Pope Francis Changes Sex Laws In Vatican City
When he's not demanding ugly statues of himself be removed, turns out the newly appointed Pope Francis has been busy toughening up the Vatican's attitude towards sex crimes. Pope Francis is the lawmaker and Head of State of Vatican City, meaning he rules over the little walled city (population roughly 800) though not the rest of the Catholic Church.
On Thursday, he announced a move to change legislation, by increasing penalties for prostitutes, sex offenders, and perpetrators of sexual violence.
If you thought Congress is slow, turns out Vatican City laws have changed little since 1889. Pope Francis' adjustments were made partially due to recently signed international treaties—in particular, the U.N's "Rights of the Child" policy. The Church faced international pressure to tighten its sex-offender policies after a recent spat of child abuse crimes, and it is now illegal to abuse children in any way within the city. "Child abuse" has long been a criminal act in the city, but its definition was vague: now abuse officially includes pornography, sexual or physical assault, and child prostitution.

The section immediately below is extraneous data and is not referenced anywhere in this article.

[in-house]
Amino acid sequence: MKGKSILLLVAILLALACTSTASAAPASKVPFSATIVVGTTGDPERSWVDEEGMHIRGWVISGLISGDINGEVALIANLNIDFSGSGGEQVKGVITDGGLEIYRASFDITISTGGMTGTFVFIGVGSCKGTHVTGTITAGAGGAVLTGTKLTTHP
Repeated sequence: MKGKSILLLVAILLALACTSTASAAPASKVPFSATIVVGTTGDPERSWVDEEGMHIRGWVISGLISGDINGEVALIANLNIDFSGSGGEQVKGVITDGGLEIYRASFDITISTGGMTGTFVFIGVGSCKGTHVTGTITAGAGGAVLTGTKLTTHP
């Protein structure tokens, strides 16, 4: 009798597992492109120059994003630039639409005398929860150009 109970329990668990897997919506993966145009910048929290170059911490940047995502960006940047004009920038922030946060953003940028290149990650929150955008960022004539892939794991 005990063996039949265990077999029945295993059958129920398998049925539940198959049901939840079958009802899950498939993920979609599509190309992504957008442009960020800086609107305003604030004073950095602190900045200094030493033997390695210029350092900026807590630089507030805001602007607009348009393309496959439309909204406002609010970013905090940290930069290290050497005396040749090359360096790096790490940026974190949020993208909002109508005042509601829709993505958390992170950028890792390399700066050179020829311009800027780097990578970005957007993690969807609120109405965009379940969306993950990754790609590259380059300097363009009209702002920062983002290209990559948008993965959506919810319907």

Another amendment to Vatican law pushes up the penalties for leaking information, in response to a scandal under Pope Benedict XVI. The then-pope's personal butler, Paolo Gabriele, leaked documents to Italian journalists over years, and ultimately published a book full of the leaks. The incident has been catchily referred to as "Vatileaks."
Oh, and here's that statue: